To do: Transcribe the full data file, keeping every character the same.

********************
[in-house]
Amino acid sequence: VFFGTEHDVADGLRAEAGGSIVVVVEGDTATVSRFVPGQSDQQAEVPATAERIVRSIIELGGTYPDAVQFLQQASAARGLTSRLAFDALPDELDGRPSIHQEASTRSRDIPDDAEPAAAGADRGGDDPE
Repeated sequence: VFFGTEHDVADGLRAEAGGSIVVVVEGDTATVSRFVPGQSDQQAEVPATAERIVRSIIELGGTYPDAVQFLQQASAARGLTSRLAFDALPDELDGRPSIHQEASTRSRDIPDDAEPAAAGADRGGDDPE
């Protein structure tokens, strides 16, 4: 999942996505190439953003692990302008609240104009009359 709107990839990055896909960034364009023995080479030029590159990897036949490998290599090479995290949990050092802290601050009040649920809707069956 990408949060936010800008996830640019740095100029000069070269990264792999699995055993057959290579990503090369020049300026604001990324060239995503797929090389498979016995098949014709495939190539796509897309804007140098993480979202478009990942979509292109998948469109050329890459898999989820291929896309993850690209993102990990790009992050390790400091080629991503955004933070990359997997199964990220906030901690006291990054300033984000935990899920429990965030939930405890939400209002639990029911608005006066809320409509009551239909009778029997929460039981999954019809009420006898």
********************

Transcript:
[in-house]
Amino acid sequence: VFFGTEHDVADGLRAEAGGSIVVVVEGDTATVSRFVPGQSDQQAEVPATAERIVRSIIELGGTYPDAVQFLQQASAARGLTSRLAFDALPDELDGRPSIHQEASTRSRDIPDDAEPAAAGADRGGDDPE
Repeated sequence: VFFGTEHDVADGLRAEAGGSIVVVVEGDTATVSRFVPGQSDQQAEVPATAERIVRSIIELGGTYPDAVQFLQQASAARGLTSRLAFDALPDELDGRPSIHQEASTRSRDIPDDAEPAAAGADRGGDDPE
């Protein structure tokens, strides 16, 4: 999942996505190439953003692990302008609240104009009359 709107990839990055896909960034364009023995080479030029590159990897036949490998290599090479995290949990050092802290601050009040649920809707069956 990408949060936010800008996830640019740095100029000069070269990264792999699995055993057959290579990503090369020049300026604001990324060239995503797929090389498979016995098949014709495939190539796509897309804007140098993480979202478009990942979509292109998948469109050329890459898999989820291929896309993850690209993102990990790009992050390790400091080629991503955004933070990359997997199964990220906030901690006291990054300033984000935990899920429990965030939930405890939400209002639990029911608005006066809320409509009551239909009778029997929460039981999954019809009420006898």